If you own rental property, this year the IRS has demanded substantially more information We now need FOR EACH PROPERTY SEPARATELY, the physical location, The type of property (single family, duplex, etc.) and Forms 1099K received, and a record, by property for the number of days rented and the number of days used for personal purposes

Roth IRA Conversions
You will continue to hear from a lot of “experts” that you need to convert your retirement accounts to Roth IRAs. While there are a number of advantages to conversions, there ae an equal number of disadvantages that carry some major tax consequences. Please do not convert your accounts without coming in to see us for an appointment to discuss both the positives and negatives.

Tax planning
The simplest and most effective tax planning too for most Americans of all income levels is full participation in retirement plans. Make sure you maximize your 401-K deferral in available, contribute to tax-deductible IRAs, and if over 70 and ½ pay all charitable contributions through direct transfer from your IRA to the charity.

If you receive an IRS Letter 3572 “Your federal income tax return for the year above has been selected for examination” please notify us as soon as possible so we can respond to the IRS for you.

The new standard mileage rate for 2016 is .54 cents per each business mile traveled after 2015. However, the medical and moving expense deduction has been reduced to .19 cents per mile.

Earned Income Tax Credit
The Earned Income Tax Credit (EITC) increases in 2016. The credit is refundable and is designed to help lower-income individuals and families by providing additional money to them in the form of a tax refund.

The maximum EITC ranges from $506 for a single individual with no children to $6,269 for individuals with three or more children. The phase-out thresholds for the EITC are also higher in 2016. Single individuals who have one child and earn as much as $39,269 are eligible for at least part of EITC.

The Protecting Americans from Tax Hikes Act of 2015 – known as the PATH Act – has made an important change to how people receive the EITC. Starting in 2017, if you claim EITC, you won’t get your refund until Feb 15 or later, even if you’re eligible to receive the EITC and you file a return as early as Jan 2. The law applies to your entire tax refund. The IRS said the changes brought about by the PATH Act give the agency “more time to help detect and prevent fraud.”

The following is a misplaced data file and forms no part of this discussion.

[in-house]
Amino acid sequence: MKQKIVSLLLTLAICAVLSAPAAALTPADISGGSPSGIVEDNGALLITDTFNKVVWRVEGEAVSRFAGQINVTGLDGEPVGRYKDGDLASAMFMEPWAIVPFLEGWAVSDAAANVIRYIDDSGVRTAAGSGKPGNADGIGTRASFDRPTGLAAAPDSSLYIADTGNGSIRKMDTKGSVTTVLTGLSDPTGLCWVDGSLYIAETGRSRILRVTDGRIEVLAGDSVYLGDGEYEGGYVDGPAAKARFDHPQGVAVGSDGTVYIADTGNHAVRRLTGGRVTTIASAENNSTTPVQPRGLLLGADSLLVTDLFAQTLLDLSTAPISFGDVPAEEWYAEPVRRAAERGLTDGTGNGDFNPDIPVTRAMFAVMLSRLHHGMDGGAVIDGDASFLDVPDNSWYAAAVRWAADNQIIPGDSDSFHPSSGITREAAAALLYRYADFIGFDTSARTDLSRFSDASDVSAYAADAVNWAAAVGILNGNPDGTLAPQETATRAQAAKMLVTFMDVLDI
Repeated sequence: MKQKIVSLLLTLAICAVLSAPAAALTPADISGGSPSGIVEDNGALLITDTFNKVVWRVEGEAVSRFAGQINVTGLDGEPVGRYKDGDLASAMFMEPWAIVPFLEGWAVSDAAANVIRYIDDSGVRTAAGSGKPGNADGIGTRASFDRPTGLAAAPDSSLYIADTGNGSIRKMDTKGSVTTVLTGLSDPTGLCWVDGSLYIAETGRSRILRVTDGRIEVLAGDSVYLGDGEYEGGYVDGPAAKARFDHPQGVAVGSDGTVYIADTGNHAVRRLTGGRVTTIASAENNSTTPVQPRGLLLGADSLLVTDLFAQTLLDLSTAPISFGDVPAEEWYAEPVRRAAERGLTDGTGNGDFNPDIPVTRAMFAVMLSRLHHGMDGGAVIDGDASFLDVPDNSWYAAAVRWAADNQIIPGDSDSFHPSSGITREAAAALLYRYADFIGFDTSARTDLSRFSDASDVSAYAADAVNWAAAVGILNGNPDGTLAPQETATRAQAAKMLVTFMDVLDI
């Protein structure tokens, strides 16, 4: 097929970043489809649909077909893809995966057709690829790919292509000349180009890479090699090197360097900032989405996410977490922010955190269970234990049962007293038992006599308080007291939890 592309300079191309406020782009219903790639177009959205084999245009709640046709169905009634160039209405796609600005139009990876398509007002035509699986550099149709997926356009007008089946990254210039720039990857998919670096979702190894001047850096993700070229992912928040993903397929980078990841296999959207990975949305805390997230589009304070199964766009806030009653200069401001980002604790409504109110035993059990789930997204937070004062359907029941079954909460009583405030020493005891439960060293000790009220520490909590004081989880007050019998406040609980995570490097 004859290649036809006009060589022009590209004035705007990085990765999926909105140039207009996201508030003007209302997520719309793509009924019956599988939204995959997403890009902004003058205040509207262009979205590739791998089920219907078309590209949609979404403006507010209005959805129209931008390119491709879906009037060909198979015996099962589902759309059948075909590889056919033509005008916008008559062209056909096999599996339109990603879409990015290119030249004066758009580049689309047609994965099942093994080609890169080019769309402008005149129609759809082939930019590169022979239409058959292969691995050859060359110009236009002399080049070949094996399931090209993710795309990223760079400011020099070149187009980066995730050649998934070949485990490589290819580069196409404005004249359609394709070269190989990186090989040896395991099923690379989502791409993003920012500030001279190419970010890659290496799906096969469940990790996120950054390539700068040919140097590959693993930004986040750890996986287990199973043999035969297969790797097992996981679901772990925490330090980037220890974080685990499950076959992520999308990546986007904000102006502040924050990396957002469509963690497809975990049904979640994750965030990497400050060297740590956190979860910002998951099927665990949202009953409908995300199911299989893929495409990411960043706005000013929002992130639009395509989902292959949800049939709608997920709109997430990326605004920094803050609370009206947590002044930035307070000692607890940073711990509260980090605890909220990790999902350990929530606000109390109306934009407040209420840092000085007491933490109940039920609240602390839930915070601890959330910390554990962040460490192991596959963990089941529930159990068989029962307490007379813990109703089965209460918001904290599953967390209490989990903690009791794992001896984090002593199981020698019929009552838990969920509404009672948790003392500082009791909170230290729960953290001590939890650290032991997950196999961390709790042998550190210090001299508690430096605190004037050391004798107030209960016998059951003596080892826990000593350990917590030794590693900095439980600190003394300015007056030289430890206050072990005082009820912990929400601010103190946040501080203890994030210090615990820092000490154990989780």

Alternative Minimum Tax
The income threshold for the AMT exemption has risen for 2016. For individuals, it starts at $53,900 and begins to phase out at $119,700. For married couples filing jointly, the threshold begins at $83800 and phase out begins at $159,700.

Other Items
There is good news for people who itemize their deductions: the income limit has risen. If you’re single, your AGI can be up to $259,400 while the limit is now $311,300 for married couples filing jointly

If you don’t have health insurance and are exempt from purchasing it, 2016 will be the last year you’ll escape without paying extra fees. Of course this may change with the incoming administration.

If your eligible for Lifetime Learning Credit, your AGI limit was raised from $110,000 for married filing jointly to $111,000.

We are including with this letter our 2016 tax planner. We advise you to look over the checklist and use this as you gather your last year’s tax information. After looking this over, please call if you have questions for 2016 or would like to discuss your specific options into 2017. If we can be of service to friends or associates, please pass along our information; we will be happy to help. We appreciate your business and look forward to a successful New Year.

Link to Tax Planner: http://npcpa.net/wp-content/uploads/2016-Individual-Tax-Organizer.pdf

Best Regards,
Nelson & Pelura, LLC